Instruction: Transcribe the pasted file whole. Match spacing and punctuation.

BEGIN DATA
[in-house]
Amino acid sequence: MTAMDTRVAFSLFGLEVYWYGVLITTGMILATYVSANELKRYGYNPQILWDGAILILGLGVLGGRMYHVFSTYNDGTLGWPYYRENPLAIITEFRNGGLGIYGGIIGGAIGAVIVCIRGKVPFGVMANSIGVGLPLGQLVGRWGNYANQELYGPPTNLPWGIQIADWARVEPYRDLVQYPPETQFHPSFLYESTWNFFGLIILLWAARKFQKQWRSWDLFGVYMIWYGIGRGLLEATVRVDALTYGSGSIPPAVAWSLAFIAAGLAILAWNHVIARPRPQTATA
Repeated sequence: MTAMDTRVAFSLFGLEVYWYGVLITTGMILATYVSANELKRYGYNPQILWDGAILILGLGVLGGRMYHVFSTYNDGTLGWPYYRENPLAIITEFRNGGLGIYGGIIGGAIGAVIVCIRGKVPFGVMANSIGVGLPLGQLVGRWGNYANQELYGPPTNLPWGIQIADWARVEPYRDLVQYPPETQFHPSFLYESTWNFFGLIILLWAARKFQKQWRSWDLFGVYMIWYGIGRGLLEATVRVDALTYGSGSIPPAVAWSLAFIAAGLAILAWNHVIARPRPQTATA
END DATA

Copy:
[in-house]
Amino acid sequence: MTAMDTRVAFSLFGLEVYWYGVLITTGMILATYVSANELKRYGYNPQILWDGAILILGLGVLGGRMYHVFSTYNDGTLGWPYYRENPLAIITEFRNGGLGIYGGIIGGAIGAVIVCIRGKVPFGVMANSIGVGLPLGQLVGRWGNYANQELYGPPTNLPWGIQIADWARVEPYRDLVQYPPETQFHPSFLYESTWNFFGLIILLWAARKFQKQWRSWDLFGVYMIWYGIGRGLLEATVRVDALTYGSGSIPPAVAWSLAFIAAGLAILAWNHVIARPRPQTATA
Repeated sequence: MTAMDTRVAFSLFGLEVYWYGVLITTGMILATYVSANELKRYGYNPQILWDGAILILGLGVLGGRMYHVFSTYNDGTLGWPYYRENPLAIITEFRNGGLGIYGGIIGGAIGAVIVCIRGKVPFGVMANSIGVGLPLGQLVGRWGNYANQELYGPPTNLPWGIQIADWARVEPYRDLVQYPPETQFHPSFLYESTWNFFGLIILLWAARKFQKQWRSWDLFGVYMIWYGIGRGLLEATVRVDALTYGSGSIPPAVAWSLAFIAAGLAILAWNHVIARPRPQTATA